The rapid pace at which the blood business is growing in Iceland is evident from the difference in price between foal meat (once a booming industry that is now falling), at 100 euros, and its mother’s blood, at 430 euros. Iceland’s food and veterinary authority, MAST, has also been accused of bending animal welfare rules that would otherwise restrict the methods used on these farms.
When asked whether taking five liters of blood eight times in a row is safe for the mares, the Chief Veterinary Officer (CVO) of MAST said that it is — based on data taken from the pharma company Isteka’s own blood measurements and veterinarians on site. When asked why there is no independent institution collecting data on the safety of mares, the officer said that studies are being planned by Keldur, a public research institution. Isteka itself relies on a 40 year old study, published by Keldur in 1982 — the author of which later joined Isteka as its animal welfare officer — to justify the amount of blood drawn.
Animal Welfare Foundation and their partner Tierschutzbund Zürich (TSB) have also conducted numerous investigations, in this case into blood farms in Argentina and Uruguay, revealing mares kept in abhorrent conditions. Over 10,000 mares have been exploited for their blood between the two countries. The massive amounts of blood drawn often leaves them anemic and unable to stand. Many mares are found laying on their side, while others are found emaciated and bearing open wounds, with no veterinary care provided. Investigators also found mare skeletons left on the grounds of the farms, indicating that they were left to fend for themselves after they were no longer useful.
AWF’s follow-up investigations found an increased level of security to keep the business hidden from prying eyes, similar to Iceland where wooden crates were painted black to better disguise the blood stains.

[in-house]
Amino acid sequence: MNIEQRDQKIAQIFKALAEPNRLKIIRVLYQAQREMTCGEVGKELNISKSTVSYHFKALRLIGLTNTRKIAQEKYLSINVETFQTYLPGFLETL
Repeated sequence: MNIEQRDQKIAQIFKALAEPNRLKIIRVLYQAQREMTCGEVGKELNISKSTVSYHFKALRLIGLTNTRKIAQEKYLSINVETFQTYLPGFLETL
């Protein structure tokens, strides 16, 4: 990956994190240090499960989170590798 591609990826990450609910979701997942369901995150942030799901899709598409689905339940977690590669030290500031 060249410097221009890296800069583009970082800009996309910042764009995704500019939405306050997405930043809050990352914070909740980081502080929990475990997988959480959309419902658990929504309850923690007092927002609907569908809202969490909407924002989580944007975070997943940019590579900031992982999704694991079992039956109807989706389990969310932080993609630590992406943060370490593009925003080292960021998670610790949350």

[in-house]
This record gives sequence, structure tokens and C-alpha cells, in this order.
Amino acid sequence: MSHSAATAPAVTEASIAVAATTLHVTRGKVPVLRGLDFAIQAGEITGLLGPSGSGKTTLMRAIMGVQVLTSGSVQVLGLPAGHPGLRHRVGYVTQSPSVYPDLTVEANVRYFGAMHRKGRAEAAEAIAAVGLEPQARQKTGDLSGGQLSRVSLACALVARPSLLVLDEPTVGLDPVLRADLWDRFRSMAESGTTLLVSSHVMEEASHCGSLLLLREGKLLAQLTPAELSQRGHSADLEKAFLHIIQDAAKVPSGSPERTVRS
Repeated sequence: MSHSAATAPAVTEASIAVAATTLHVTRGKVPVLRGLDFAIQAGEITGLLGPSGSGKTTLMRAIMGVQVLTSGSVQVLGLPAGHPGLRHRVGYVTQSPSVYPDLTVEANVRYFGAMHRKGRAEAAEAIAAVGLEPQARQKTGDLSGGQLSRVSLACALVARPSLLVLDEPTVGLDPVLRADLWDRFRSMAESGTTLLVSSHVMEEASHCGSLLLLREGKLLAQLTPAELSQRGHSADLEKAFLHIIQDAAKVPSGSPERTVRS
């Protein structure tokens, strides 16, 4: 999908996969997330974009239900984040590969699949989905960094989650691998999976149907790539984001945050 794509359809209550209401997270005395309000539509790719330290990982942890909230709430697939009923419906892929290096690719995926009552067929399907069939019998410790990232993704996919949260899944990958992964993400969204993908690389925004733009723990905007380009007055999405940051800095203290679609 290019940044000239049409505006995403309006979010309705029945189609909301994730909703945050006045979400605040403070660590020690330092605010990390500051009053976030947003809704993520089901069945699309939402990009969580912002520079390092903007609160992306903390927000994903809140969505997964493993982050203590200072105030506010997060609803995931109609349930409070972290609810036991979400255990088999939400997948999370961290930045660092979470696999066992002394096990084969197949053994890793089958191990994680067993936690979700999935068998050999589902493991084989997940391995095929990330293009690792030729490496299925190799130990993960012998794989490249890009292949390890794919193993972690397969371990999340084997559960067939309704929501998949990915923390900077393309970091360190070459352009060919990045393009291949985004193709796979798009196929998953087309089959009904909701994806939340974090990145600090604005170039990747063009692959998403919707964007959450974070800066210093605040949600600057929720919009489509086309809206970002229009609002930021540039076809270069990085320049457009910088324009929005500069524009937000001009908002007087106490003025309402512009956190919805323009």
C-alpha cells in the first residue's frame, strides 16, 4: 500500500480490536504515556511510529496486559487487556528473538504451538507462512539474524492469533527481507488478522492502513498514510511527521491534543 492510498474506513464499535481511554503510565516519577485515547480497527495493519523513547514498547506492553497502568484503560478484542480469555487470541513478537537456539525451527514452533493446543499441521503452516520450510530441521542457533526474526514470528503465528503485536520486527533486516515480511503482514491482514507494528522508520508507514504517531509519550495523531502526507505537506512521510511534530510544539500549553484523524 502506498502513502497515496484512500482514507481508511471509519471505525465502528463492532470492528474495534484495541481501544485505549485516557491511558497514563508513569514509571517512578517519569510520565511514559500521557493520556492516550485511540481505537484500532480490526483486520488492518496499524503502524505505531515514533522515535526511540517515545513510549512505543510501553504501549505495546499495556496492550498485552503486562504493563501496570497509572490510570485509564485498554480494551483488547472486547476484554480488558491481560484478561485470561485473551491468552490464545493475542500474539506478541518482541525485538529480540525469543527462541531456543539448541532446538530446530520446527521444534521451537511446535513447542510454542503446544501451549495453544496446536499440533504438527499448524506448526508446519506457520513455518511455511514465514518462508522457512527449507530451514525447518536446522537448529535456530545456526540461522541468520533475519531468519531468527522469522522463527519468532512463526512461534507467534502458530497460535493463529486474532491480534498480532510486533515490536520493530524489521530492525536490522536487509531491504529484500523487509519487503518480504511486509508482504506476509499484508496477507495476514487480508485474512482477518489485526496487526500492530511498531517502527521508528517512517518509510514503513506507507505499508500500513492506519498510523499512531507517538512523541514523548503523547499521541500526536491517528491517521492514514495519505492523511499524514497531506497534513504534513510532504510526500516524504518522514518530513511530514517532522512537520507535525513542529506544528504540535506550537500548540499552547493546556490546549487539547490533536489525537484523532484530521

Germany has identified 36 synthetic alternatives to PMSG that are made without animals, yet the livestock industry continues to source PMSG from blood farms. “It’s a very complicated and convoluted industry… with a lot of players…involved,” says Sonja Meadows, President and Founder of Animals’ Angels.
A growing number of pig farmers have said they are willing to try synthetics. In Germany, the biggest barrier seems to be that pig farmers are simply unaware of the way that PMSG is sourced.
One German farmer that AWF spoke with said he and other pig farmers have always trusted PMSG to do its job, but once he was shown how it is harvested, he said he would be willing to try synthetics. An association of Swiss pig farmers also announced last year that they will no longer use PMSG. Still other small farmers claim that they don’t need any hormones at all, including PMSG, because of improved welfare on their farms. “We don’t use any other methods… we have air and light, that’s all we need,” a farmer told an investigator for Animal Welfare Foundation. He says his sows experience no fertility problems, and live twice as long as those who live on industrial farms.
“These fertility problems that they say the pigs are having is just from the environment that we humans are… putting them in,” says Rósa Líf Darradóttir, medical doctor at Animal Welfare Iceland. The bottom line — dosing pigs with a hormone extracted from pregnant horses is cruel in and of itself, but it also shows just how much cruelty is a feature of the system.
This piece has been updated to clarify that the known blood farms in the U.S. and Canada are used to source hormones other than PMSG.